11) Digitize to Maximize
Did you know that one 2GB flash drive can store up to 20 yards of books? Storing data digitally frees up space, time and money. It minimizes clutter and helps eliminate unnecessary paper waste. Plus, transferring data digitally or transporting digital storage devices is infinitely easier and less costly than transporting files, cabinets and furniture, should your office be moving to a new locale.
12) Recycle. Recycle. Recycle.
You already know this, so it’s just a reminder that everything from empty ink and toner cartridges (a single cartridge thrown into landfill can take up to 450 years to decompose) to office paper (115 billion sheets of paper are used annually for personal computers) to plastic bottles (Americans use 3.3 million plastic bottles every hour, but recycle only one in five) is RECYCLABLE. 79 million tons: that’s the amount of waste material diverted away from disposal through recycling and composting in one year.
Posted by June Stoyer
What Are They & Why Do They Matter?
Rare earth metals are actually not rare in and of themselves but tend to be present with other compounds in very small quantities. Rare earth metals are used for a myriad of reasons including electronics, fuel cells, fiber optics, magnets, CRT’s and LCD’s, as well as their extensive use in green technology.
Most new plug-in hybrids and all-electric vehicles will use lithium-ion batteries (above) rather than the nickel-metal hydride batteries used in most hybrid electric vehicles.
(photo credit: /www.afdc.energy.gov)
Here is a more detailed list. (source: http://energy.gov)
- Rechargeable batteries (in camcorders), cell phones, PDAs, laptop
- Computers and other portable devices.
- Wind turbines, drinking water filters, petrochemical catalysts,
- Polishing powders, hydrogen storage, fluorescent lighting, flat panels,
- Color televisions, glass, ceramics and automotive catalysts.
- Fiberoptics, dental and surgical lasers, MRI systems, as medical
- Contrast agents, in medical isotopes and in positron emission
- Tomography scintillation detectors.
- Magnetic refrigeration
- Rechargeable batteries used in hybrid vehicles
- Permanent magnets
- Military application
China Raises Rare-Earth Export Quota
According to an article in the Wall St. Journal, by James T. Areddy and Chuin-Wei Yap
“China’s government eased its restrictions on rare-earth exports for the first time since 2005 in an apparent nod to a trade fight over Beijing’s tight global grip on production of the strategically important minerals.
But industry executives said the move will do little to shake China’s dominance of a market crucial to industries as diverse as oil refining, electric vehicles and ballistic missiles.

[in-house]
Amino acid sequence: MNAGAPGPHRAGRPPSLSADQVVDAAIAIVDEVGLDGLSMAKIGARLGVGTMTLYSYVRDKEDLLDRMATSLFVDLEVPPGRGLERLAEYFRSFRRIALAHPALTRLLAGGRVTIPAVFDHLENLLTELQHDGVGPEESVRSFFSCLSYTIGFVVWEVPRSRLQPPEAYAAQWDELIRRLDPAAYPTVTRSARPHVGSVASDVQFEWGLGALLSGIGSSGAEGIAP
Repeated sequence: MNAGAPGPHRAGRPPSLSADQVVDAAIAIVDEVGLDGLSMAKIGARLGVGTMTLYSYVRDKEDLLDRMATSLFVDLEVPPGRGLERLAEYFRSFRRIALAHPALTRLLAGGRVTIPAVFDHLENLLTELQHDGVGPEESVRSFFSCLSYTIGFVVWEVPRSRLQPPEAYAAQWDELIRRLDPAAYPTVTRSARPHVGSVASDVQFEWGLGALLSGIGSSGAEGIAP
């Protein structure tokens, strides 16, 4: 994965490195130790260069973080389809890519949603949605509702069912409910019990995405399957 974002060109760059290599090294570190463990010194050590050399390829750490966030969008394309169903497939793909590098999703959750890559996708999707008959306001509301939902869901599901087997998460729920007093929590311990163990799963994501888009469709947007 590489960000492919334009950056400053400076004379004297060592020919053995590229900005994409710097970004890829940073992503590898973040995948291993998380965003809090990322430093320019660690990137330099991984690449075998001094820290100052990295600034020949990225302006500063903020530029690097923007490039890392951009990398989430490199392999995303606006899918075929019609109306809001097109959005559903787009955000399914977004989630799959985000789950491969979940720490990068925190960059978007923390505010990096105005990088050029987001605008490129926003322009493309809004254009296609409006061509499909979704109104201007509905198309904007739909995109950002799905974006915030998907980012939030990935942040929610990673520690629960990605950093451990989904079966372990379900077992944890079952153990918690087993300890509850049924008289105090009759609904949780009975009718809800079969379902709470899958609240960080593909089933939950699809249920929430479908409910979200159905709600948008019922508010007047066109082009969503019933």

China’s Ministry of Commerce said Wednesday that it will permit 2.7% more volume of rare earth—30,996 metric tons—to leave the country this year than it did in 2011. The increase follows a number of tighter limits imposed …”
One Man’s Trash Is Another Man’s Treasure
Americans continue to toss out materials that utilize rare earth metals. China profits from our waste by recycling them. They are refurbishes, repurposed and sold right back to the American market at a huge profit. At what point will Americans recognize the potential in this waste?
One Man’s Trash Is Another Man’s Treasure
According to a research by Dr. Peter Dent from Electron Energy Corp., The total world market size for rare-earth magnetic materials was:
- $9.1 billion in 2007 and is projected to grow to
- $12 billion in 2011 and to
- $21 billion by 2020
When Hartsfield-Jackson Atlanta International Airport included a groundbreaking provision in their new concessionaire contract requiring food vendors to use compostable packaging, the catalyst was set in motion for a major shift in foodservice packaging. The ZWA Blog post, Atlanta Airport Makes Bold Statement, gives an overview of the contract provision at the world’s largest airport. The foodservice industry is at the cusp of a new era in packaging where compostable and|or recyclable products are the norm.
To ensure integrity within the new packaging era, the BPI Compostible Packaging Certification program and Seattle-based composter Cedar Grove set strict standards to ensure compostable packaging breaks down within the ASTM D6400 Standard in traditional windrow or covered-aerated-static pile systems. Yet many municipalities and companies are exploring other technologies for handling food waste.These systems range from in-vessel composting to on-site digesters to anaerobic digesters. Industry experts are addressing how compostable products work in these food waste systems.
With strong European success, anaerobic digestion for commercial and residential food waste is gaining momentum in the U.S.The technology has solid U.S. traction at municipal water treatment facilities and on-farm, yet is a frontier for food waste.
Predominately enclosed in a facility, anaerobic digestion systems tend to make the permitting process easier where citizens are concerned about smells generated at traditional composting operations. A challenge is if the state regulations do not contain anaerobic digestion provisions, leaving regulators perplexed as to the permitting process.
anaerobic digestion facility